Another point that makes good comparison is Habitat's practice of selecting specific people to receive a house (through application and interview) rather than taking all who walk through their doors. Some are put on waiting lists, because only so many houses can be built at a time, but some are outright rejected as unsuitable or a bad candidate. In the same way, Jesus tells us that not everyone who calls on His name will be saved. We are told to expel the immoral brother. We are told to test the spirits, to see what is of God. What would happen if we actually confronted that guy on the third row who smiles and sings and prays on Sunday morning and then goes and overtly lies, cheats, and steals his way through the business week, rather than let him continue to sit there unchallenged? Or the adulterous couple on the back row? Or the guy who says outright that he doesn't have time for more than Sunday morning because he must focus on his career? We would risk losing a member in name only, and chance turning a life from sin. We would draw each other out of complacency and on to service and ministry.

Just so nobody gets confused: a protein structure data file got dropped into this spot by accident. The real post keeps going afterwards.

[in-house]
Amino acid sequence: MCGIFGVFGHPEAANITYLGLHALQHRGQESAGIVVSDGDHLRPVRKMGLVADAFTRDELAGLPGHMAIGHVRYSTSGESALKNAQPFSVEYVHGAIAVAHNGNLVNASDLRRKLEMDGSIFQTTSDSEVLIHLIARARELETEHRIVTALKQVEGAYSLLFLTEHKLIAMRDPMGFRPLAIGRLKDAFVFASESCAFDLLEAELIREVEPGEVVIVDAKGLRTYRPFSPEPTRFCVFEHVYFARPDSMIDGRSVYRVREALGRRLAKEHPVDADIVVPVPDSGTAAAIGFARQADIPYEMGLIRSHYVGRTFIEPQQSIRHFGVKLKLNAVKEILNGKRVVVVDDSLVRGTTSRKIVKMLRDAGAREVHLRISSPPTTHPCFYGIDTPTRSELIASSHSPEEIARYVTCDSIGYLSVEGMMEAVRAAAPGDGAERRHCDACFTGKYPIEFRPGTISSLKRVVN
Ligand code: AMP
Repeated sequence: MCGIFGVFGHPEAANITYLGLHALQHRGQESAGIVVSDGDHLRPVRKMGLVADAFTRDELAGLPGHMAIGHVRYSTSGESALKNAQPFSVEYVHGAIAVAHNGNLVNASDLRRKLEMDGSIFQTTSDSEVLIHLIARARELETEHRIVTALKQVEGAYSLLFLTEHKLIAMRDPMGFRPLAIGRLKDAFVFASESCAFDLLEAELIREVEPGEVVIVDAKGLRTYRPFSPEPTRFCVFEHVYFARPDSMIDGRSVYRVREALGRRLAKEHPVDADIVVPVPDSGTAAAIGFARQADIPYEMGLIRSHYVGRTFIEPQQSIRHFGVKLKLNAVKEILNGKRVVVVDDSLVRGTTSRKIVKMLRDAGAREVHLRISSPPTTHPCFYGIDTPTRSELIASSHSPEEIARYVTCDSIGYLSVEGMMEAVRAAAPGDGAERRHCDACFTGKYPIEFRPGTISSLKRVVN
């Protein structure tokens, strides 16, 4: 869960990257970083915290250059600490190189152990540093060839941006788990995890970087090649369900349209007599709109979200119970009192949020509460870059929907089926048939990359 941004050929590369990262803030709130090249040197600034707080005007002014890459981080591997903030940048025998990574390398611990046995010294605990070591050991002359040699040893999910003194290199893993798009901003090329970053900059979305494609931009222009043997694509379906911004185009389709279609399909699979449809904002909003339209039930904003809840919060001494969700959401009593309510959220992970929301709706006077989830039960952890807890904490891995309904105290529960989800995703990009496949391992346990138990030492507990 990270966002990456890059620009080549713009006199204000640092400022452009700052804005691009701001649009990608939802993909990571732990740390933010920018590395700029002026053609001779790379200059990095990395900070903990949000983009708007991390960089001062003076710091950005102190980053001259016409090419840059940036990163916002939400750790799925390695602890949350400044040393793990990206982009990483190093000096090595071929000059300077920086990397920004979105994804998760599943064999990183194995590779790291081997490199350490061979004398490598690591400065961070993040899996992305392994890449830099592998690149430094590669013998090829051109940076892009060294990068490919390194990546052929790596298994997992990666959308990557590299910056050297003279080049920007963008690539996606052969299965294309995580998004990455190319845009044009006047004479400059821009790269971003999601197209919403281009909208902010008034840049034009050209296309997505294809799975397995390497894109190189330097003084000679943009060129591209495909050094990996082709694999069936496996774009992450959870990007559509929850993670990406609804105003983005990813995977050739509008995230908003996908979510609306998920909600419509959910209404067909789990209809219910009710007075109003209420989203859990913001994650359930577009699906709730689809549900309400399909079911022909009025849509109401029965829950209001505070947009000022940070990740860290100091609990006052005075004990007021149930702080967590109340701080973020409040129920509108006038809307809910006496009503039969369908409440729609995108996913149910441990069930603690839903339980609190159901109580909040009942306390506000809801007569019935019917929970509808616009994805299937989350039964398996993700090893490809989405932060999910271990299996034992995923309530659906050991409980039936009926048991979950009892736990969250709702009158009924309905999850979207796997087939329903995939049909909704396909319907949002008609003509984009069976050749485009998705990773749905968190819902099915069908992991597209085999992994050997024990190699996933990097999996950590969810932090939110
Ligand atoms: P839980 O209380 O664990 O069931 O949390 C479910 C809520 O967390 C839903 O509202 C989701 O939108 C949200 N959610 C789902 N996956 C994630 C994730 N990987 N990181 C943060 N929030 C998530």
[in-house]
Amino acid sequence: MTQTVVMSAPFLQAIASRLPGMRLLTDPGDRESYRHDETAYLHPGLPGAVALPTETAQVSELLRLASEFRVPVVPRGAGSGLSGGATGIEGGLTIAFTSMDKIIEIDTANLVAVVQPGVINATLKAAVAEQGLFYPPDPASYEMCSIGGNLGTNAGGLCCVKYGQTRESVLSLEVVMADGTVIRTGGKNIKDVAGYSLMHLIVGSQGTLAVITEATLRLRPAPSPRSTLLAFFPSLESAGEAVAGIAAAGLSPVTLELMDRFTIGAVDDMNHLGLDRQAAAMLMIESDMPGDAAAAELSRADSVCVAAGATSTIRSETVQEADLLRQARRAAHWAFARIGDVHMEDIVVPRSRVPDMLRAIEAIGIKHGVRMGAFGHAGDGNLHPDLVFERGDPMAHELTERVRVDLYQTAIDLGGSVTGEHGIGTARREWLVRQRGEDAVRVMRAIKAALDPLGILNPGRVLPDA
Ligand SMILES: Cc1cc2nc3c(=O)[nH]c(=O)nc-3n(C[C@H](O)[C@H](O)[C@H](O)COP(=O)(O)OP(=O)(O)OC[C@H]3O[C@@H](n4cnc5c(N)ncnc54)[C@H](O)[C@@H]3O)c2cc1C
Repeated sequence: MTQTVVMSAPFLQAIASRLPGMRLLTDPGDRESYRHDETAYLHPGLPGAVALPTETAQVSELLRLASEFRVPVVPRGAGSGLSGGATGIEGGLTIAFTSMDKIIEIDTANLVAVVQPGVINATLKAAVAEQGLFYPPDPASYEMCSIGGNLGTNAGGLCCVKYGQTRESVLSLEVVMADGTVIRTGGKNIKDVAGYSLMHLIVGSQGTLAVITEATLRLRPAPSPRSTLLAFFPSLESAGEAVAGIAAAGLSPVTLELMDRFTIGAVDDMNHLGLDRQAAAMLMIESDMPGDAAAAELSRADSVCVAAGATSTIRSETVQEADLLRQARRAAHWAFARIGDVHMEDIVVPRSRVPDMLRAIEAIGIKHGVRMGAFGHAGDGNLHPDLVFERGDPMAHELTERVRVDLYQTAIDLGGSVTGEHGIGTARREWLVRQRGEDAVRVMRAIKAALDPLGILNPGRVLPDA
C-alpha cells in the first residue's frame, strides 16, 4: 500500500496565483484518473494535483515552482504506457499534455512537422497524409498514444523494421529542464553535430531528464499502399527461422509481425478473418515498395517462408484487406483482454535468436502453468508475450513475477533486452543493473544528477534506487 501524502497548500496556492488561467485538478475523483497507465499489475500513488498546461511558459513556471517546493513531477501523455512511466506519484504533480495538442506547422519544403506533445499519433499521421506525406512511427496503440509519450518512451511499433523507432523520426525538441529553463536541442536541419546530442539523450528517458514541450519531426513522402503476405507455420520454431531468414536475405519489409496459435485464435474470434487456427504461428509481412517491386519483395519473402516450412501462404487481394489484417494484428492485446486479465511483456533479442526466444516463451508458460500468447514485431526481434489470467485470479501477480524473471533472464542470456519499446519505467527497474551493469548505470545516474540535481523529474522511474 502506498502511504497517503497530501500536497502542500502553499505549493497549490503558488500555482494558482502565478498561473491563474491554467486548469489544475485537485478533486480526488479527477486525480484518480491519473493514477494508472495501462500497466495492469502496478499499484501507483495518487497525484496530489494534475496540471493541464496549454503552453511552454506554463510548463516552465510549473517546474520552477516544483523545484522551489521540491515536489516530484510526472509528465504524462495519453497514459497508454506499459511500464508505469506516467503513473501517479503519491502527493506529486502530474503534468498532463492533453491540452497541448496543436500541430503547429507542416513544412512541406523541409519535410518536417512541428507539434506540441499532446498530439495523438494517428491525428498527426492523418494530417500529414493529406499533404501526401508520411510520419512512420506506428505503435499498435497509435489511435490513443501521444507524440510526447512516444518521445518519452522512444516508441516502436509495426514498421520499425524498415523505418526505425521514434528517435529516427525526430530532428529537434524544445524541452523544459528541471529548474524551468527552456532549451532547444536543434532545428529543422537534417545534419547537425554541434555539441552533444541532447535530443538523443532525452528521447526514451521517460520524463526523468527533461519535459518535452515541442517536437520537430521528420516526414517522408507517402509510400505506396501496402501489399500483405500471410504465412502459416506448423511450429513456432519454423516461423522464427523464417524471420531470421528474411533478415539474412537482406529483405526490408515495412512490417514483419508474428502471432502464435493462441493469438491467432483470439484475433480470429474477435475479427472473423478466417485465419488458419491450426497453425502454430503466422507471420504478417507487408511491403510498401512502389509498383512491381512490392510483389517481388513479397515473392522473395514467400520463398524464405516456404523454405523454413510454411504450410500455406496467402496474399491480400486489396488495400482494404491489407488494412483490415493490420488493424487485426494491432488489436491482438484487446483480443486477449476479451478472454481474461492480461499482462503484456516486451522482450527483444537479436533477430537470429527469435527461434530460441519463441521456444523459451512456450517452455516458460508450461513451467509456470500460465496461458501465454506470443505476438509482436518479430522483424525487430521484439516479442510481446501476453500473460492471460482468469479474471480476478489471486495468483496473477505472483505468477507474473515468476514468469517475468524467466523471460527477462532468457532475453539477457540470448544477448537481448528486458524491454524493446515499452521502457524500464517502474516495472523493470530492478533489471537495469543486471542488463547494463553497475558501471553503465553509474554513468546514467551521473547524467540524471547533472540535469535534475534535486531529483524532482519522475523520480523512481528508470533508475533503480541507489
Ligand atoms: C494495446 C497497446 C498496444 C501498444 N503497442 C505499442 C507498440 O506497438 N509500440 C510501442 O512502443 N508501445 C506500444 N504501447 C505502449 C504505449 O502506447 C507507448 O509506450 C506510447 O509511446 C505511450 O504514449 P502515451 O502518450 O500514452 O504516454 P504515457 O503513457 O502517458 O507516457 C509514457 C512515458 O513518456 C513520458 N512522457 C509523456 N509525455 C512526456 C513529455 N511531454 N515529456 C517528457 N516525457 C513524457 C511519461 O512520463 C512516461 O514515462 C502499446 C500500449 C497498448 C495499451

Sometimes it is hard to see past the moving video walls to the heart of what makes a church grow. Good series.

Blogger Sonflower said...

Relevance: applicable, important, significant

Real: genuine, authentic, sincere

I'm glad you use more words than I do...glad you can draw a picture, paint, whatever....

;-) I like the paint you use.

Blogger Vitamin Z said...

I've written along similar lines here:


Anonymous WhoresLove said...

I Love Whores

Anonymous WhoWhatTrans said...


Blogger Kathryn said...

church. . . *sigh*

I get so sick of all the talk about church services, but I really like to hear about church service. Thanx for outlining what you have here. . it made me think less of how things go on Sundays and more of day to day in the community.

Blogger PixieGirl said...

As a Willow member I appreciate your words. Our big church building is only a tiny fragment of the Church or the body of Christ. I can only imagine what the world would be like if we all started focusing on what counts!